It's eight months until Scotland welcomes the rest of the Commonwealth to Glasgow for the 2014 Games. Following the excitement generated by last year's London Olympics, a huge sense of anticipation is building in the city and indeed throughout Scotland and the rest of the UK.
The Commonwealth Games will be different from the Olympics. A reputation as the 'friendly' games; a quirky cross-section of countries from mighty India to tiny St Helena; plus a more human scale mean that the Commonwealth competition has a unique quality. One that has resulted in truly memorable British sporting occasions like Manchester (2002) and Edinburgh (1970/1986). Some vets might remember Cardiff (1958) but we suspect just a very few will have recollections of London (1934)!
Now it's Glasgow's chance to move into the spotlight, and Scotland's biggest city has the potential to stage an event that will be remembered well into the future. Already organisers are playing to Glasgow's strengths. Games mascot Clyde, created by a local 12 year old, has been described as 'curious, confident and cheeky' and he reflects much of the Glaswegian persona. Glaswegians are warm and irreverent, gritty and engaging; there is little pretence about them.
The city's special character is certain to complement what organisers are working so hard to achieve - inclusion, involvement, a real chance to be part of something special. Getting in on the fun can take a number of forms and now is the time to think about 'your' Commonwealth Games.
Spectators will have the chance to see Scotland and 70 other nations and territories compete for team glory and national pride in 17 sports at new world-class venues like the Sir Chris Hoy Velodrome, and iconic locations including Hampden Stadium and Kelvingrove Park.
Hampden Park will host the 5,000 and 10,000 metres events, something regular runners will particularly enjoy. The stadium, one of the most famous football grounds in the world, will be transformed into the athletics venue for the Games. In what is a ground-breaking approach - one being watched with interest around the globe - a new running track will be installed and will sit almost 2m above ground level at Hampden, before being removed by the end of 2014. The Glasgow team hopes this innovation could change the way stadia are altered for athletics and remove the need for purpose-built stadia at future events worldwide.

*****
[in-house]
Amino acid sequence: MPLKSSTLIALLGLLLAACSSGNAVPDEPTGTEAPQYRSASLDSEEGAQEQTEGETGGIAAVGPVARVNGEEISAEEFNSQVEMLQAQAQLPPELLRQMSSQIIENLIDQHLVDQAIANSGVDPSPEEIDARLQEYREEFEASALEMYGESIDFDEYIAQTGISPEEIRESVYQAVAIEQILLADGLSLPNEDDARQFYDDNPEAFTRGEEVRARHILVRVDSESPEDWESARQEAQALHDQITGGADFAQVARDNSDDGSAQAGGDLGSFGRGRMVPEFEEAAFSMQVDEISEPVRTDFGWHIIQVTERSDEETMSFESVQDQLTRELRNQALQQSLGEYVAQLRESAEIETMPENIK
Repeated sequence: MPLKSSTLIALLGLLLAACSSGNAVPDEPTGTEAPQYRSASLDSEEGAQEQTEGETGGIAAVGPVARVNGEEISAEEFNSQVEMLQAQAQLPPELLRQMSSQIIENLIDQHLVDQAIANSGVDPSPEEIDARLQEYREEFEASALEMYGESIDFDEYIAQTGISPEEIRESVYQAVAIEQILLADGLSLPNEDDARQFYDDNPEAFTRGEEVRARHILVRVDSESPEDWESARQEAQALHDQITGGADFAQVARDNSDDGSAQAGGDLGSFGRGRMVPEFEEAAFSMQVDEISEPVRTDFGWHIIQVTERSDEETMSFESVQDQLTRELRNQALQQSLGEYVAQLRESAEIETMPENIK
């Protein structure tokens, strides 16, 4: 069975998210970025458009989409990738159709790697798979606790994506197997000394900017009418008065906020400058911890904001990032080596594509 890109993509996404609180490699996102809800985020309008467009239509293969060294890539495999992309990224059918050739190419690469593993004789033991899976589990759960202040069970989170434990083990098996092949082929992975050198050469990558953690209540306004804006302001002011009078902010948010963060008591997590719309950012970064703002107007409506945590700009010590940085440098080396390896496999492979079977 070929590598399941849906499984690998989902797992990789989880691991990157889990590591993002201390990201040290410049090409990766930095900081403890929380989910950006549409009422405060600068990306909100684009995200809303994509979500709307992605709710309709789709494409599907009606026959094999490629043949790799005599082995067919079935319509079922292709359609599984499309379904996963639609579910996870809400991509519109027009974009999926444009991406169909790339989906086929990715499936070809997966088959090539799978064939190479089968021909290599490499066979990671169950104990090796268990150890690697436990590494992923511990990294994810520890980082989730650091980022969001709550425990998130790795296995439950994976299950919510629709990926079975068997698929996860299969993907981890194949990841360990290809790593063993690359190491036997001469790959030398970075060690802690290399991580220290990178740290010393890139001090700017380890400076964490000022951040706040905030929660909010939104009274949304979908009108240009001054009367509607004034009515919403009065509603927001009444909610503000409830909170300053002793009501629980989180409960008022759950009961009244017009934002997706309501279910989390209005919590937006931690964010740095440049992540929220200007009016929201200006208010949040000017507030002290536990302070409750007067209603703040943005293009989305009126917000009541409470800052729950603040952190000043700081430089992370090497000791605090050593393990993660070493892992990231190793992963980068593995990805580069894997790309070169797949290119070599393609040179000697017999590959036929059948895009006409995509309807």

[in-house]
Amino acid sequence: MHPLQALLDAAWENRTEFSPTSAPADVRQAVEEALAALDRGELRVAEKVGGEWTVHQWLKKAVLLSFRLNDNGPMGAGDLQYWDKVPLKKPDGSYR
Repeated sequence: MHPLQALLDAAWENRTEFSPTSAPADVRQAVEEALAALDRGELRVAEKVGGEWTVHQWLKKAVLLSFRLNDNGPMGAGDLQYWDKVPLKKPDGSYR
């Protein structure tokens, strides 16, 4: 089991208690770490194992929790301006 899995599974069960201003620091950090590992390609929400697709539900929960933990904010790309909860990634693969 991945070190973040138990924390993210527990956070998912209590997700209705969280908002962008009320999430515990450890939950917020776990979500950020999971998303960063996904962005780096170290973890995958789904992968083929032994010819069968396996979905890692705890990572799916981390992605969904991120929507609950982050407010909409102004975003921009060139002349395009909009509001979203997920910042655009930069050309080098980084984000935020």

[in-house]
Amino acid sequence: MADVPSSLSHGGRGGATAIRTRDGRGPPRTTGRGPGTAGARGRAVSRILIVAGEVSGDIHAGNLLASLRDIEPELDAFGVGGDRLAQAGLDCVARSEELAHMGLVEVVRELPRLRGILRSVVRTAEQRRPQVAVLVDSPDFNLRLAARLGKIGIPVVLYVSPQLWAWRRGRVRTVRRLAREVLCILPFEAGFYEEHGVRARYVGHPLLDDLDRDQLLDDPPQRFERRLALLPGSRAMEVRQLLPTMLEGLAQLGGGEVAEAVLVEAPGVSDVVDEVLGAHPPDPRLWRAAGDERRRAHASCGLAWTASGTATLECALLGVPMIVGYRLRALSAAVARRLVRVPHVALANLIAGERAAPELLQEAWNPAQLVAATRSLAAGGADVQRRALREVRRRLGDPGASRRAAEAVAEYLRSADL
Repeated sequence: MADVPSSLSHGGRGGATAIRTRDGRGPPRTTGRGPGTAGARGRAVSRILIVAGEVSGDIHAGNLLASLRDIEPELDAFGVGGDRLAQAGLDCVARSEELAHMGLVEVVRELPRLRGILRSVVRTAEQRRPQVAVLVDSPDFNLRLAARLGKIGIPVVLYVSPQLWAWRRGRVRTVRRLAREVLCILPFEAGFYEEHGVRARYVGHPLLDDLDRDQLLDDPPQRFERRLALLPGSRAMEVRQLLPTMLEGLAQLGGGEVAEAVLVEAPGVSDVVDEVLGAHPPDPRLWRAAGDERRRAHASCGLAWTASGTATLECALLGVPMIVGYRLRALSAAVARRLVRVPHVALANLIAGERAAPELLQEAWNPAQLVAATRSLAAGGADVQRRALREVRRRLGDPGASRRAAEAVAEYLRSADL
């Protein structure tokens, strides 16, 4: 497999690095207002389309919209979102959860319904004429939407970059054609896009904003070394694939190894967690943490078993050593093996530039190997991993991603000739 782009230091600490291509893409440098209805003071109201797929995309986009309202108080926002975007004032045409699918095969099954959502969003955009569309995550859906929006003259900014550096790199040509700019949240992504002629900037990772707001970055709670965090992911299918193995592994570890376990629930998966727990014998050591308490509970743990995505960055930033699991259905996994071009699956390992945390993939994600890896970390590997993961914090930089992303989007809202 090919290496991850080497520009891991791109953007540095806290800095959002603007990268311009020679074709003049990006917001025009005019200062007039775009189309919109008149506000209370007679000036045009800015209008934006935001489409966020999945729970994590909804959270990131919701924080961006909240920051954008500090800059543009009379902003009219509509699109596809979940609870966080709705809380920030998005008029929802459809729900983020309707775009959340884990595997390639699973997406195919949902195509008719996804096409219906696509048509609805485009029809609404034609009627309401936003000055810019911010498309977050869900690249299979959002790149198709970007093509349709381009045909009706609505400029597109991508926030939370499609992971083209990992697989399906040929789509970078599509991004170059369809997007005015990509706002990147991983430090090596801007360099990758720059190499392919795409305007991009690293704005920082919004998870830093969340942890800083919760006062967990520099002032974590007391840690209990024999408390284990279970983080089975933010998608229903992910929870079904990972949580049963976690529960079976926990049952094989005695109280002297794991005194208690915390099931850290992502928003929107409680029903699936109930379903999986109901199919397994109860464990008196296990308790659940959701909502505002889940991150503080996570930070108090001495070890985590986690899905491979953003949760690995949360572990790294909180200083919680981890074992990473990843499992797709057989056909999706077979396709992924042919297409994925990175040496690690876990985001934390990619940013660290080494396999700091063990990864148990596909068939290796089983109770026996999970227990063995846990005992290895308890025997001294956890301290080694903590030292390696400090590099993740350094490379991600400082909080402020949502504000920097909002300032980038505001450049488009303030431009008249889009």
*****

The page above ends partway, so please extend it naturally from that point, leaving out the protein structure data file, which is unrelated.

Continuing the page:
The other event which will attract huge spectator interest is the marathon. The start and finish will be at Glasgow Green with a predominantly southside route that will showcase major civic landmarks plus the river and the parks. The marathon is sure to provide one of the best spectating opportunities of the Games and a brilliant canvas for Glaswegian enthusiasm and humour.
Jessica Ennis-Hill's Coach Toni Minichiello has said that heptathlon star will be in Glasgow next year to complete the set of major championship titles she has won. 2014 may also be one of the last chances to see the incomparable Mo Farah in track action; the double gold Olympian has yet to confirm whether he'll be competing but the Commonwealth 5,000 and 10,000m races would be ideal training ahead of his proposed marathon future.
Most media coverage, however, could be around one Usain Bolt, who has signalled his intent to bring his inimitable brand of sporting excitement to town. Like Ennis-Hill, Bolt hasn't won a Commonwealth medal, and has said 'I want to be a part of it'. If his coach agrees to it, the record-breaking sprinter will most likely compete in the 200m.
The 2014 Commonwealth Games won't just be about big stars like Bolt and Ennis-Hill, it's going to be about the little guys - like me and you! Already organisers are well advanced in selecting and training 15,000 of the friendliest, most obliging people from all over Scotland (and beyond!) to make sure that competitors, overseas visitors and spectators have a fantastic time.